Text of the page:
But planning authorities covering some of our more rural areas seem far more reluctant to approve schemes to bring agricultural premises back in to use.
Derelict warehouses and office blocks are being snapped up every week for conversion to residential or student accommodation in many of our towns and cities.
Although we would naturally expect the pace of change to be slower in the rural areas there seems to be a marked reluctance to approve schemes brought forward under permitted development rights out in the country.
The problem is particularly apparent on barn conversions, with some authorities reported to be rejecting 100 per cent of the schemes brought forward while others are less negative.
The lack of a co-ordinated approach begs the question as to why no guidance has been given by the Department of Communities and Local Government (DCLG).
However, this has been answered by the chief planner, Steve Quartermain, who recently refused requests for guidance on the basis that the market should be allowed to find its own level.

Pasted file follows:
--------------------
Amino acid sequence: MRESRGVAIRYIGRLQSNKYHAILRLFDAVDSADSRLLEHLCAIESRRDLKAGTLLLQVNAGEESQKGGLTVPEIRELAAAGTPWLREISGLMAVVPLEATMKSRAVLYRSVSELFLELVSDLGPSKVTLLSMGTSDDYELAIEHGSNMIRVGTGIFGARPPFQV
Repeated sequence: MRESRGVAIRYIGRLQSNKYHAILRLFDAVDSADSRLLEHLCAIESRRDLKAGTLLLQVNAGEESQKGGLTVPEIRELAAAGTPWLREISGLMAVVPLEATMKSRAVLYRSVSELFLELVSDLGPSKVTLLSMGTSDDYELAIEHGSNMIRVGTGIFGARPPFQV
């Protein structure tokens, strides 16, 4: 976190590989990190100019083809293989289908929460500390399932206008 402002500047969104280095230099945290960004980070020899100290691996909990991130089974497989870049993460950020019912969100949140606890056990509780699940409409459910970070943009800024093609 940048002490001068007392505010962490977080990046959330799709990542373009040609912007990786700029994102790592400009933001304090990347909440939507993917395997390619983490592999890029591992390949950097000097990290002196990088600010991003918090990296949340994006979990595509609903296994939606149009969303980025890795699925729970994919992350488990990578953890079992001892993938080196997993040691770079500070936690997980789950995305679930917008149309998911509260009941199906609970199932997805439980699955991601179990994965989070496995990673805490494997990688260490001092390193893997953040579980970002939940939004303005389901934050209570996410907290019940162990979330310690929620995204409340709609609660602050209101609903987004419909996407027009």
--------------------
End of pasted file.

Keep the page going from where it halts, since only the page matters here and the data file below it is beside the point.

In the event that we see a change of government, Labour are steadfastly “pro town”, so, it is a strong possibility that the legislation will be withdrawn before the year is out.
Landowners with redundant agricultural buildings had imagined the changes would help them maximise opportunities to create additional homes to help meet demand for housing in rural areas. In many areas this is clearly not the case.
All landowners with opportunities to develop agricultural buildings must badger their local MP to put pressure on DCLG to produce some form of guidance.
Without it, the planning authorities will continue to work against the clear thrust of the legislation, which was to help kick start the rural economy.